Over the years Arnott welcomed hundreds of Myanmar activists to his small apartment in Geneva, which was just steps away from the Palace of Nations. His living room, which doubled as an office, was covered with maps of Myanmar and stacked with filing cabinets and books. Arnott’s collection of tropical plants snaked through the space, making it resemble a scene from the sci-fi novel “The Day of the Triffids”, said Ms Debbie Stothard. The founder and coordinator of ALTSEAN-Burma, Stothard stayed with him during her visits to Switzerland in the late 1990s and early 2000s.
During major UN meetings, Stothard said, his apartment would be crammed with visitors. To feed the crowd, Arnott, a vegetarian and Buddhist, cooked large pots of red curry with pumpkin, canned beans and whatever other vegetables he could purchase at a discount. Stothard estimated she had “smuggled kilos” of curry paste to Switzerland for him in her years visiting Geneva.
In October 2001, Arnott launched the Online Burma/Myanmar Library. It soon became the Burma Peace Foundation’s main activity.
The creation of the site came a few years after Myanmar activists had begun to skilfully embrace the internet, using it not just to share information but also wage campaigns aimed at pressuring corporations to boycott the country and governments to take tougher measures against the military.
Maung Zarni, then a graduate student, founded the Free Burma Coalition in the mid-1990s, pioneering the use of the internet in advocacy work. Around the same time, Mr Douglas Steele, a recent university graduate, launched the BurmaNet newsletter, compiling news from along the Thai-Myanmar border and sending it out on a daily basis. The newsletter delivered a near-daily news roundup to inboxes until the end of 2016.
‘You can find them on the OBL’
For many years, OBL, as the library is widely referred to by its enthusiastic users, had a rudimentary appearance. What it lacked in style it more than made up for in substance. Working mostly on his own, Arnott compiled the thousands of documents and catalogued them, including daily updates of state-run newspapers – The New Light of Myanmar, Myanma Ahlin and Kyemon – that carried detailed, if monotonous, official reports on the inspection tours and meetings of government officials, as well as screeds against the military regime’s critics.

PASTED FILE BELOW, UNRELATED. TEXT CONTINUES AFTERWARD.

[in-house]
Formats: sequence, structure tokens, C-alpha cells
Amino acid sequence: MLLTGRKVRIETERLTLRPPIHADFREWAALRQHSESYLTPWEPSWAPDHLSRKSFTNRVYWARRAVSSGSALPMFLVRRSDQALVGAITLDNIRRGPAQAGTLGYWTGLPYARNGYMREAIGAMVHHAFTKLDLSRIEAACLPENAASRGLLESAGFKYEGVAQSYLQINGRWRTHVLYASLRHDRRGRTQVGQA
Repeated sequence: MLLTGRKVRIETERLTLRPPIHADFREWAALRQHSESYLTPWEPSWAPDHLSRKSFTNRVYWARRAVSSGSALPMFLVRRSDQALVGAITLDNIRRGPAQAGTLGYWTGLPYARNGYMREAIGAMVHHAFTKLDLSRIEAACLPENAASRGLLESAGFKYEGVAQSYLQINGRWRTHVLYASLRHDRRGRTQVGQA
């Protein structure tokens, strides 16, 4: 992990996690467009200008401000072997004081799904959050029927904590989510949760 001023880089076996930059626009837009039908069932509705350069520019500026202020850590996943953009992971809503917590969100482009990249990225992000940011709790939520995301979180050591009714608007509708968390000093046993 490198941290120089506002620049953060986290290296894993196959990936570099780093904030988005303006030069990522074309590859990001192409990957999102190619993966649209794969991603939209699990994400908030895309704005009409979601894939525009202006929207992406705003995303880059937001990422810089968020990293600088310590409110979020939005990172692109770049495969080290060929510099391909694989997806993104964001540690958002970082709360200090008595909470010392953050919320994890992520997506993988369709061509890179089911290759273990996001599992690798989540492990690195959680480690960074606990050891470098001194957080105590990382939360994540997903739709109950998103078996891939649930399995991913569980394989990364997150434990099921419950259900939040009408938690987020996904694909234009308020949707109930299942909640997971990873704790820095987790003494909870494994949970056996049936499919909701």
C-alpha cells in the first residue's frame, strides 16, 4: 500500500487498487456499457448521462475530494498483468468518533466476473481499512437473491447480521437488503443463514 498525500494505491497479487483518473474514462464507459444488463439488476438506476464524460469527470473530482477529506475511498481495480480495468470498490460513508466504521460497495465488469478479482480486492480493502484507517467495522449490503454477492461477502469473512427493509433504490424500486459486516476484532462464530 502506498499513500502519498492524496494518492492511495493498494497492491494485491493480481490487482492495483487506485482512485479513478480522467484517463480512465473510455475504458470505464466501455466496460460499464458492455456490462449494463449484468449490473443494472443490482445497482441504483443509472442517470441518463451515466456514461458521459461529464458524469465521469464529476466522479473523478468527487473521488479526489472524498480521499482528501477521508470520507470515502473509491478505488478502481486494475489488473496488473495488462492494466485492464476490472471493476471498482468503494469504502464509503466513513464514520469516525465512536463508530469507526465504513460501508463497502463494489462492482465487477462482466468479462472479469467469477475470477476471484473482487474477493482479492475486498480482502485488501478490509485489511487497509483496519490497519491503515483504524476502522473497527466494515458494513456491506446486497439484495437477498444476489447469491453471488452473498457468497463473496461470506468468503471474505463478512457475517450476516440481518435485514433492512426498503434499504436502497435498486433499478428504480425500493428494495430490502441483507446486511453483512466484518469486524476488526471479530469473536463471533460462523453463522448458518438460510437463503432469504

The library included more obscure periodicals, like The Mon Forum, and ones with limited or no internet presence at all. “On the border, we were in the jungle; we didn’t have a place to archive meetings. The publications, we don’t have them anymore, but you can find them on the OBL,” said Khin Ohmar. The library also contained a host of other valuable material like the 13-volume Burma Code, an enormous set of laws and regulations dating from 1818 to 1954.
Mr Thomas Kean, the former editor of The Myanmar Times, said Arnott was often the first to alert him that the newspaper’s IT team had forgotten to upload the most recent edition of the paper to the site in a PDF format. The site was regularly offline due to internet outages, technical issues or hacking attempts, and Arnott, always eager to make sure he didn’t miss an edition, was usually the first to enquire when it would be back up and running, Kean said. “David’s dedication to ensuring The Online Burma Library had a complete archive of everything in the public domain was unwavering,” said Kean, who is now editor-in-chief of Frontier.
Relocation to Mae Sot in 2004 meant Arnott could more easily liaise with the active Myanmar community on the border, but government restrictions on the internet within Myanmar kept many people there from accessing the library. That ended in 2011 when controls on the web were eased by the government of then-President U Thein Sein. A recent funding proposal to expand the library said Google Analytics showed some 30 percent of the traffic to the site now originated from within Myanmar.
The library, which subsisted on small grants and donations, faced financial difficulties in recent years. Like many border-based organisations, it struggled to attract support as donor funding increasingly shifted to Myanmar-based groups. Arnott, who friends described as extremely private and at times could be demanding and abrasive, also found fundraising activities “very tedious”, the recent funding proposal said. He resisted promoting the library on social media, in part to avoid any appearance of bias.
In 2018 the site received its first major facelift since its launch almost two decades earlier. Along with a more modern palette and fonts, the interface was re-worked and search function improved. Arnott was keen to add more Burmese and texts in ethnic minority languages, such as Pwo and S’Gaw Karen, to the library. He also had contemplated handing off operations and moving it inside Myanmar.
Khin Ohmar said the library transcended the political changes of Myanmar and the waves of people who have become interested in the country over time. It is exhilarating, she said, when someone tells her that they have found the site for the first time. “I’m so thrilled to see that the young generations have access to it.”